12 patients (19.7%) involve to firearm injuries with a 95% C.I

of 5.35-43.58, and 02 patients (3.3%) due to stab injuries with

a 95% C.I of 0.02-20.89. the statistical value were p=0.001 and Chi-Square= 94.21.(Table 2)

Out of a total of 61 patients 08 patients (13%) were of Grade

I liver injury, 27 patients (44.3%) of Grade II liver, 20 patients

(32.8%) of Grade III liver injuries. There were 20 (6.6%) patients of Grade IV and 02(3.3%) of Grade V liver injury. We have not found Grade VI liver injury in our setup. (Table 3). The mortality and morbidity rate in liver trauma varied significantly depend- ing upon the mechanism of injury and impact of injury. both the patients (3.3%) with liver injury of Grade V and 3 out of 4 patients (4.9%) with Grade IV were expired. The 95% C.I was 0.7-27.8.both patients of Grade V liver injury expired during surgery because of complex hepatic injuries. Others two were expired on 3rd and 5th postoperative day due to multi organ failure.

In this study out of a total of 61 patients 17(27.9%) patients were haemodynamically stable, and managed Medically with strict vital monitoring, input/output charting and repeated examination to asses the conditions. 44(72%) patients were haemodynamically unstable despite aggressive resuscitation and were managed surgically. (Table 4)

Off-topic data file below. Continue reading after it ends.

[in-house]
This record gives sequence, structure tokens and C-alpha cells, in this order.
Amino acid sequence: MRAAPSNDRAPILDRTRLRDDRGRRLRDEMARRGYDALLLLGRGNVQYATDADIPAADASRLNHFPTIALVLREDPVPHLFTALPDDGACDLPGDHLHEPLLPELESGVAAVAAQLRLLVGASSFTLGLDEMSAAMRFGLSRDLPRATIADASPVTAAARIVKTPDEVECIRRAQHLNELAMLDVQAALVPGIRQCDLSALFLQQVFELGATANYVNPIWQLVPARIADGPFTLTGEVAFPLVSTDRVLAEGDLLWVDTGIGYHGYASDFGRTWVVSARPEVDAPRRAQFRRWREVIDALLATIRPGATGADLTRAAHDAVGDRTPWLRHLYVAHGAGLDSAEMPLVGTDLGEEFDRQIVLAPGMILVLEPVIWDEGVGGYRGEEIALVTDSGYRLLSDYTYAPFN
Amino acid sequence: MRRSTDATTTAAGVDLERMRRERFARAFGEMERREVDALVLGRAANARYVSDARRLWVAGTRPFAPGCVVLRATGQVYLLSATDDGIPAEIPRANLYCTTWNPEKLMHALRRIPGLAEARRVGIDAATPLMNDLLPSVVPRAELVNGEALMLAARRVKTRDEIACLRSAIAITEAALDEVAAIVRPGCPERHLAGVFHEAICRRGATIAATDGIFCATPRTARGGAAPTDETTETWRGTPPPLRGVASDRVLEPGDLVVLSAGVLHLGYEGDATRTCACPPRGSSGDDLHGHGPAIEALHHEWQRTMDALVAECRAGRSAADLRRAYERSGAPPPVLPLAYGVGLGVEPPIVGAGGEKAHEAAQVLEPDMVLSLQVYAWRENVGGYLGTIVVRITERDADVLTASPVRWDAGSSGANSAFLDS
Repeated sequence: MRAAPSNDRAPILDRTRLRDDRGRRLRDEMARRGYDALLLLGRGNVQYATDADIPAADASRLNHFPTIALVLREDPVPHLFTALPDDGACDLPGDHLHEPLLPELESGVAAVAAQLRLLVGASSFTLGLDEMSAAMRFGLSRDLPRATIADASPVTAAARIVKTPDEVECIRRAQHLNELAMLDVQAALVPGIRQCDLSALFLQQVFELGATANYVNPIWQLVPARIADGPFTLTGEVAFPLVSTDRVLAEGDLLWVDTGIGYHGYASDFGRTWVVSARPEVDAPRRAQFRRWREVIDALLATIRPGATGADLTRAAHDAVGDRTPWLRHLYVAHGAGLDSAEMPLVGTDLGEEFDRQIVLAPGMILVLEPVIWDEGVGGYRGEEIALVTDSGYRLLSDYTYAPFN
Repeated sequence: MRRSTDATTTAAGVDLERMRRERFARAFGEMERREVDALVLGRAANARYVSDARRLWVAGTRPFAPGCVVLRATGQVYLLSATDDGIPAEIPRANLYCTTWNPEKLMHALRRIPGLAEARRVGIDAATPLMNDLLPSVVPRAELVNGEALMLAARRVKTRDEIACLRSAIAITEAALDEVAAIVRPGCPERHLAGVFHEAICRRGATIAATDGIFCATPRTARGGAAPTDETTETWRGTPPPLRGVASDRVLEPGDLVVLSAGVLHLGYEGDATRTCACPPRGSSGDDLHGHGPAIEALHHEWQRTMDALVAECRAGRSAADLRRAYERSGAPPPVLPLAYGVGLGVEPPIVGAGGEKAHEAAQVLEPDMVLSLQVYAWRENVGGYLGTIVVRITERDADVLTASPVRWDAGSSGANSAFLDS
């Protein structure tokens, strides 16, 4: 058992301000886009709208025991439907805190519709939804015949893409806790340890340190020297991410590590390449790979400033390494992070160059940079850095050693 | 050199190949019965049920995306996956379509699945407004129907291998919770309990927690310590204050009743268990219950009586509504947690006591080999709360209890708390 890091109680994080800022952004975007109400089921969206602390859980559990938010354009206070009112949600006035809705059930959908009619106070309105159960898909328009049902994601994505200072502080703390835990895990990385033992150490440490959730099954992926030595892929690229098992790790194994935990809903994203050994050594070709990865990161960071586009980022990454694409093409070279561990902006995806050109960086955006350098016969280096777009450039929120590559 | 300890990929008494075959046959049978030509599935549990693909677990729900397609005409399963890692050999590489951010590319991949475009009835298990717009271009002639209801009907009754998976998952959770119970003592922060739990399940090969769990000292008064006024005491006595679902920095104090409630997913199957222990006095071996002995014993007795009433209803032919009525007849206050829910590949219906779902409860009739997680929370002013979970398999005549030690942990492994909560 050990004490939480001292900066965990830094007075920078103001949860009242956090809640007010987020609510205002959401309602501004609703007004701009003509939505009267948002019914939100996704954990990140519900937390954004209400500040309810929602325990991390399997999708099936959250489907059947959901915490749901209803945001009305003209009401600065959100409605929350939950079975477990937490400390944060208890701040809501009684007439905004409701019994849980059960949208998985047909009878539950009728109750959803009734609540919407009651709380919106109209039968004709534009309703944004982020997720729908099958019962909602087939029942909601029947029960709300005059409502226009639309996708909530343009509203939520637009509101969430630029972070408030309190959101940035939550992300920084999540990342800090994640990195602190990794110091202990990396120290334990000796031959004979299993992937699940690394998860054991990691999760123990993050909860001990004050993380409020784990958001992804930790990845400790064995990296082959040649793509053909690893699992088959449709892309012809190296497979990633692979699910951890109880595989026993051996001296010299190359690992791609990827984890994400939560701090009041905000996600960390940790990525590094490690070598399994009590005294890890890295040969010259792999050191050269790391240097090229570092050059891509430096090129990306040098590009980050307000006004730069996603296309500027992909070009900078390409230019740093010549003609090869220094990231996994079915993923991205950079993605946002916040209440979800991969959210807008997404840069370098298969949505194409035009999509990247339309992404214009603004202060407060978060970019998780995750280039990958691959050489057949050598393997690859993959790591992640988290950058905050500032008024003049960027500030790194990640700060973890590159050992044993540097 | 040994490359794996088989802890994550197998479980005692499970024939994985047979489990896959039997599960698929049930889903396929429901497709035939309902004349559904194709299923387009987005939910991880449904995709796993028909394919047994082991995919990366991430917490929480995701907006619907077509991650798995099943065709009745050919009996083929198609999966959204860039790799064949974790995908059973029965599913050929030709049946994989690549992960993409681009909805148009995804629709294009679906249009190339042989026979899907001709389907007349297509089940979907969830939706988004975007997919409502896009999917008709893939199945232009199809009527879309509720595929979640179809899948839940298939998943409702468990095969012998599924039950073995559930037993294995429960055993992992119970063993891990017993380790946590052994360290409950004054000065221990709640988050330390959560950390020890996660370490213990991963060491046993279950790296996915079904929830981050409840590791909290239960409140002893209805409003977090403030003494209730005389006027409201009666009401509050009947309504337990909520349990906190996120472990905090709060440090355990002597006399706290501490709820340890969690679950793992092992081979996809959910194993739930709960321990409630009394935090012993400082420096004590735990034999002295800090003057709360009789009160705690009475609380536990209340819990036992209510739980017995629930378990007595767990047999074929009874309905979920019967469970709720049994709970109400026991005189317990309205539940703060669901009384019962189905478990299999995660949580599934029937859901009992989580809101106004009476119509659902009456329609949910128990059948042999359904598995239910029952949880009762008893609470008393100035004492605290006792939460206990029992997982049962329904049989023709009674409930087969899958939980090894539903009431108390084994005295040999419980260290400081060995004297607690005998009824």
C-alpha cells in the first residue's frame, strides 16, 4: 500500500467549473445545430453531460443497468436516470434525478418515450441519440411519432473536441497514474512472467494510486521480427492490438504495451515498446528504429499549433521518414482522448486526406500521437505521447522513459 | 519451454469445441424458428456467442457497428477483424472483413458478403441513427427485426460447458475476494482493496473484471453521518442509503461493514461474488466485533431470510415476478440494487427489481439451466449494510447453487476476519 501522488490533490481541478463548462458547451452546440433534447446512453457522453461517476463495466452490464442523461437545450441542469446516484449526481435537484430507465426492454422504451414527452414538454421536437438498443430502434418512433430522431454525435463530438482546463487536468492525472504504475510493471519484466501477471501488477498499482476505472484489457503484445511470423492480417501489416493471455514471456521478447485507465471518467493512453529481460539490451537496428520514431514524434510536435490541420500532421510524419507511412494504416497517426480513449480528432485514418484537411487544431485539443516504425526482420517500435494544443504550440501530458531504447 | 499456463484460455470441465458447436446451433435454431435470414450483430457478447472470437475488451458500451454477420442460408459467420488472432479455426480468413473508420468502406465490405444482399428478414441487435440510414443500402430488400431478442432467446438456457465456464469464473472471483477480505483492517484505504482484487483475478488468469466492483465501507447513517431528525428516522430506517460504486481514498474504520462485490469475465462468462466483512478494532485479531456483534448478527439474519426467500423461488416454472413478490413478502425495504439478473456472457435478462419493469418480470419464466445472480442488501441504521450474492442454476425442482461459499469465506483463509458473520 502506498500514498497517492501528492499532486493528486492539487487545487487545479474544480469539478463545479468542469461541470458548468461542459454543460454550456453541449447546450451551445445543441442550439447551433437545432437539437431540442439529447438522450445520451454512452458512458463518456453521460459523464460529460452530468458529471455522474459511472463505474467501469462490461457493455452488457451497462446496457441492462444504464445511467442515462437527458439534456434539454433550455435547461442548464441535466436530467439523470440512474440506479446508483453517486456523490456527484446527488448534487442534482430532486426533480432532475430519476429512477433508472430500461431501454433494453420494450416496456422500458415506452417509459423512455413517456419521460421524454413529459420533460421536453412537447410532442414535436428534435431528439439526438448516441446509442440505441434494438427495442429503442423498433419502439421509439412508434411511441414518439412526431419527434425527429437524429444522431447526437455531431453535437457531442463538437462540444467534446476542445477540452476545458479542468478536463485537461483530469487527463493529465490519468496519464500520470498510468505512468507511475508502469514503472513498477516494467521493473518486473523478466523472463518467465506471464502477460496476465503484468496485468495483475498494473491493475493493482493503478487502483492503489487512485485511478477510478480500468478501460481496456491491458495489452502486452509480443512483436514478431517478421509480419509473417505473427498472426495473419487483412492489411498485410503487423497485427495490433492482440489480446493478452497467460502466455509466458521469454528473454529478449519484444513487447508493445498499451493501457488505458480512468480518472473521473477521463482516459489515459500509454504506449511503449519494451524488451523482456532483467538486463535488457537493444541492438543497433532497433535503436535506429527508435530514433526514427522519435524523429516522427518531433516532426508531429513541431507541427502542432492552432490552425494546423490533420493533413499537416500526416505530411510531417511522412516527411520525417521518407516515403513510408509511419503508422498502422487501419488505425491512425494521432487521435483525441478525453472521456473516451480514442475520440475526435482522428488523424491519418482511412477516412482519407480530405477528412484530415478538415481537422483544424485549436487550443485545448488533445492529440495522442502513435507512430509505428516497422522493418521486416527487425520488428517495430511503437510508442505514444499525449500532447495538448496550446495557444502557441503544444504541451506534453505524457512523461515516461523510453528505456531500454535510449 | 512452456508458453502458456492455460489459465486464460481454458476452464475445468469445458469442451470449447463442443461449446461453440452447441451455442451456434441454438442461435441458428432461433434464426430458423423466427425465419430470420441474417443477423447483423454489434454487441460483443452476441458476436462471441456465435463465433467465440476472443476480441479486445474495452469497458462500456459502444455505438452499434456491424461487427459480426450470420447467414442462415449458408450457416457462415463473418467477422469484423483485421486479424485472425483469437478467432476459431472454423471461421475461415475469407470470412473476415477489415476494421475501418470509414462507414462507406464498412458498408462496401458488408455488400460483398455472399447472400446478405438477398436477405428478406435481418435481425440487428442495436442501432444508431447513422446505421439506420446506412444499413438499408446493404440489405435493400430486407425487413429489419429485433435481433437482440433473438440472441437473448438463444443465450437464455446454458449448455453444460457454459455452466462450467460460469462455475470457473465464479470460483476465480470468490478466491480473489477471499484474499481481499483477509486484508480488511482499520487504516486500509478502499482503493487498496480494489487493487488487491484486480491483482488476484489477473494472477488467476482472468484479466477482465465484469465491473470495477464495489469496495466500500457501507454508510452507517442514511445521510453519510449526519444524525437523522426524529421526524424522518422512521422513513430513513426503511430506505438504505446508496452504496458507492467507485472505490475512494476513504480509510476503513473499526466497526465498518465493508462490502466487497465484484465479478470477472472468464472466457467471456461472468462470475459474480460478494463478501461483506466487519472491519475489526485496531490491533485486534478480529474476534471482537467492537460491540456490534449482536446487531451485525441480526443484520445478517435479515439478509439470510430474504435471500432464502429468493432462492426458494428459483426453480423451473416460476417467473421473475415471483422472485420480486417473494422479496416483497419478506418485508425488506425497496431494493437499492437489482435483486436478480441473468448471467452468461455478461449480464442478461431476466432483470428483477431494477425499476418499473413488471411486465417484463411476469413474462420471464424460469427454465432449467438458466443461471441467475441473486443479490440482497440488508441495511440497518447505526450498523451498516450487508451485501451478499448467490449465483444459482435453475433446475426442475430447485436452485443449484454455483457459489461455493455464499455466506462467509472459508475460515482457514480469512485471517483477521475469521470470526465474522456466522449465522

The choice of different surgical options for securing homeo- stasis in liver trauma depends upon type and mode of injury, grade of liver injury, and clinical assessment. Most of liver inju- ries required simple suture ligation.

Simple suture ligation was done in 18 patients(40%) with a 95% C.I of 16.1-69.5, hepatotomy done in 13 patients(29.8%) with a 95% C.I of 8.9-58.9, absorbable mesh was placed in 03 patients(6.8%) with a 95% C.I of 0.2-31.5, omental patch done in 08 patients(18.2%) with a 95% C.I of 3.3-46.5 and resectional debridement was done in 02 patents(4.5%) with a 95% C.I of

0.0-89.9.

There were 45.9% patients in shock at the time of presenta- tion with increase respiratory rate, pulse rate and decrease

blood pressure. The Res. Rate of the patients in this study had

a mean +S.D of 29.42+ 4.67, ranging 20.0-34.0 with a median

of 31.0. Pulse Rate with a mean + S.D of 119.91-10.1, ranging 98.0-135.0 with a median of 122. Systolic blood pressure in this study was of mean+ S.D. of 87.87, ranging 75.0-110.0 with a median of 85.0. Shock was defined as systolic blood pressure

of 80 mmHg or less. These patients were aggressively resusci- tated with crystalloids, colloids and blood products, and shift- ed to emergency operation theatre for surgery. (Table 5)